Give Your Credit a Post-holiday Checkup

Physician's Money Digest, January 2006, Volume 13, Issue 1

The average credit scorenationwide is 677. Generally,a credit score above720 is considered attractiveto most lenders. Notonly do these computerized three-digitmeasurements of creditworthiness influencehow much we'll pay for a creditcard or a car loan, plenty of nonlenders—such as future employers—like tocheck that information as well.

As you start the new year, it makessense not only to check your creditreport and credit score, but also tounderstand the proper things to do tomaintain the best numbers possible.The following are some New Year's resolutionsfor your credit rating:

•Obtain all three credit reportsand scores. You'll have to spendaround $5 to access your credit score,but you can get your credit reports forfree at AnnualCreditReport.com. Thisparticular site accesses all three creditbureaus: Experian (www.experian.com), Equifax (www.equifax.com),and TransUnion (www.transunion.com). Respond quickly to inaccuraciesin writing either by mail or online, andmake sure you do this at the same timeevery year. It won't affect your creditscore if you do this more than once,but it's a good idea to mark a specifictime and follow through.

•Resolve to pay on time. Manypeople fail to remember the day to putthe checks in the mail so they'll clear ontime. To cure yourself of this, first get acalendar and mark payment days 5 to 7days ahead of due dates so your paymentgoes through the mail on time.Second, check out the electronic billpayment service at your bank and programpayment reminders so you neverforget to push that button.

•Catch up on your payments. Ifyou have missed payments on anaccount, do whatever it takes to get currentand then never let yourself fallbehind again. According to myFICO.com, the longer you pay bills on time,the better your credit score.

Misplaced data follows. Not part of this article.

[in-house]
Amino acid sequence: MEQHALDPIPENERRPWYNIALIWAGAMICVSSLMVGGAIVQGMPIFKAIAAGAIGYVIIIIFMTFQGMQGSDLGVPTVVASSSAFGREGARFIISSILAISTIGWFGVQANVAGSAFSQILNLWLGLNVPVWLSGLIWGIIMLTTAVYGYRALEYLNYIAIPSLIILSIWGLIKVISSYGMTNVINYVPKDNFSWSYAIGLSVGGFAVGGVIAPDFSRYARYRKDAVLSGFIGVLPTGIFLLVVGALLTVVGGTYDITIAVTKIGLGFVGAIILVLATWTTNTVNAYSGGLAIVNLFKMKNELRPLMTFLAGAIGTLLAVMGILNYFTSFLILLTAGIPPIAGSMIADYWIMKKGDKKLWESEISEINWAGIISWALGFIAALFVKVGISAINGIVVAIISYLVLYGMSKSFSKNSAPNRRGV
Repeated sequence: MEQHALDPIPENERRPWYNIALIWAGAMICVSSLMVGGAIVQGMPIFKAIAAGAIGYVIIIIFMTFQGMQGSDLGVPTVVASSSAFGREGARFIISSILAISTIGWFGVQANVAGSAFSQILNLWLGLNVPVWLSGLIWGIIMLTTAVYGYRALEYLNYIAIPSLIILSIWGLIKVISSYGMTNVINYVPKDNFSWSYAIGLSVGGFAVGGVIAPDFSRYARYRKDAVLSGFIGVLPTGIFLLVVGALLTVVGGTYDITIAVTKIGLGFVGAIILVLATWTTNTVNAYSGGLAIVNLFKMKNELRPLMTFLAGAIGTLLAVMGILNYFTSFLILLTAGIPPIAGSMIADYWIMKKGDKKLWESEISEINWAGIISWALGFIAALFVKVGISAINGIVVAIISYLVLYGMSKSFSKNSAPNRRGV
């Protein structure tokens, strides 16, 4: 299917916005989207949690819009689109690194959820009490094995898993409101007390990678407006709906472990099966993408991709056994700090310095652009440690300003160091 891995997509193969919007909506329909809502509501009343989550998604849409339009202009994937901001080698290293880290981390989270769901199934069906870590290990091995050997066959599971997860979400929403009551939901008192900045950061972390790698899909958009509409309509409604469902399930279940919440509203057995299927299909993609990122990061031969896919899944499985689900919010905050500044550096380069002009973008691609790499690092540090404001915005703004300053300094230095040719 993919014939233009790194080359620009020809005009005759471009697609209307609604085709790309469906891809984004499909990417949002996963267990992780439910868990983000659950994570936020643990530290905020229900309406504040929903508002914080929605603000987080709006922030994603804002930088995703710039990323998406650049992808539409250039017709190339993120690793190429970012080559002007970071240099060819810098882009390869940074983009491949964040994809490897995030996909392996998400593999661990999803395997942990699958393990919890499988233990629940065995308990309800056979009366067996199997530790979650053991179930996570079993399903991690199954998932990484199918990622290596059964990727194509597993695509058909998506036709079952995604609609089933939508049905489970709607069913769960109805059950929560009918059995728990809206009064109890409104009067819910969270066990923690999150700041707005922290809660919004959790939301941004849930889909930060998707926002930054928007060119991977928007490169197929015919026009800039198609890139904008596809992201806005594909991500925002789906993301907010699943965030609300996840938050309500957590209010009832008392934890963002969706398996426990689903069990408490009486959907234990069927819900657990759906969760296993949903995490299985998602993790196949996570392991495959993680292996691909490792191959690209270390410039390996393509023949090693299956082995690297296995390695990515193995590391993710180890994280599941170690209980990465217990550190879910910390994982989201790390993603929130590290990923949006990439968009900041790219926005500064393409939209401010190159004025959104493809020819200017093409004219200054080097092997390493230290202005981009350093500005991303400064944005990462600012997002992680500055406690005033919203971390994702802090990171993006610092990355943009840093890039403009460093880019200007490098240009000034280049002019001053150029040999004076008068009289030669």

•Understand problems withyour credit. It takes 7 years to removea collection account from your creditrecord, even if you've paid it off. Writedown the exact month when that markon your report will be removed, andmake sure it happens.

•Pay off balances in sequence.Devise a plan to pay off credit card balancesin a sensible order. There's a temptationto move around outstanding balancesif you get a good offer. Sometimesit still makes sense to do this if it cutsyour borrowing cost, but make sure youdon't shift balances too often. Focus onpaying off high-rate balances first.

•Limit your credit inquiries. Youmight get tempting credit card offersand refinancing notices at a rate of fivea week, 52 weeks a year, but that doesnot mean you need to check all of themout. In fact, an excess number of creditinquiries can lower your score. Use yourJanuary credit review period as part ofan overall financial plan for the yearthat will allow you to investigate creditsensibly, if you need to do it at all. Andwhen you do investigate credit, do sowithin a focused period of time, optimally2 weeks. Don't go back to thewell for a very long time.

•If you do borrow, ask lenderswhich bureau they use. If you aremaking an effort to keep your credit incheck and your reports accurate, thiswon't make a lot of difference, but italways pays to ask a potential lender,particularly a mortgage lender, if thereis one brand of credit report they favorover others. This is important becauseyou may have a significantly higher orlower score on one report comparedto another one.

•Cut up the card, but don't closethe account. Closing accounts, eventhose that have had zero balances foryears, can be a bad idea. Lenders wantto see a long record of credit management,and longtime accounts that youhaven't touched in years may actuallyhelp your score because it shows youhave some restraint.

This article has been produced by the Financial PlanningAssociation (www.fpanet.org), the membership organizationfor the financial planning community.